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Applied Microbiology and Biotechnology

, Volume 62, Issue 2–3, pp 110–123 | Cite as

Evolution of catabolic pathways for synthetic compounds: bacterial pathways for degradation of 2,4-dinitrotoluene and nitrobenzene

  • G. R. Johnson
  • J. C. SpainEmail author
Mini-Review

Abstract.

The pathways for 2,4-dinitrotoluene (2,4-DNT) and nitrobenzene offer fine illustrations of how the ability to assimilate new carbon sources evolves in bacteria. Studies of the degradation pathways provide insight about two principal strategies for overcoming the metabolic block imposed by nitro- substituents on aromatic compounds. The 2,4-DNT pathway uses novel oxygenases for oxidative denitration and subsequent ring-fission. The nitrobenzene pathway links facile reduction of the nitro- substituent, a novel mutase enzyme, and a conserved operon encoding aminophenol degradation for mineralization of nitrobenzene. Molecular genetic analysis with comparative biochemistry reveals how the pathways were assembled in response to the recent appearance of the two synthetic chemicals in the biosphere.

Keywords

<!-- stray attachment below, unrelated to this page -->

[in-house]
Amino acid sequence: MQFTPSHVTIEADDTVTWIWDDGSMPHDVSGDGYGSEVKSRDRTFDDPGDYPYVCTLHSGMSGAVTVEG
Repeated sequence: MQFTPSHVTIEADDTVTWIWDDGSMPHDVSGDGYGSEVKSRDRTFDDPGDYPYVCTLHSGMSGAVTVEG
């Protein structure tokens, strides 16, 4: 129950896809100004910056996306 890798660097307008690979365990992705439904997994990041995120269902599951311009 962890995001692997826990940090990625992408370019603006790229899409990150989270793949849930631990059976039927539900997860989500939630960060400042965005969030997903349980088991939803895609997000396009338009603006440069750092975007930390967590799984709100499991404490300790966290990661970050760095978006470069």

Atrazine Nitrobenzene Catabolic Pathway Naphthalene Dioxygenase Strain JS45 
These keywords were added by machine and not by the authors. This process is experimental and the keywords may be updated as the learning algorithm improves.

Notes

Acknowledgements.

We thank Gerben Zylstra and Lloyd Nadeau for sharing unpublished data and Shirley Nishino for critical review of the manuscript. The work was supported in part by the Air Force Office of Scientific Research and the Strategic Environmental Research and Development Program.

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© Springer-Verlag 2003

Authors and Affiliations

  1. 1.Air Force Research LaboratoryUnited States Air ForceTyndall Air Force BaseUSA

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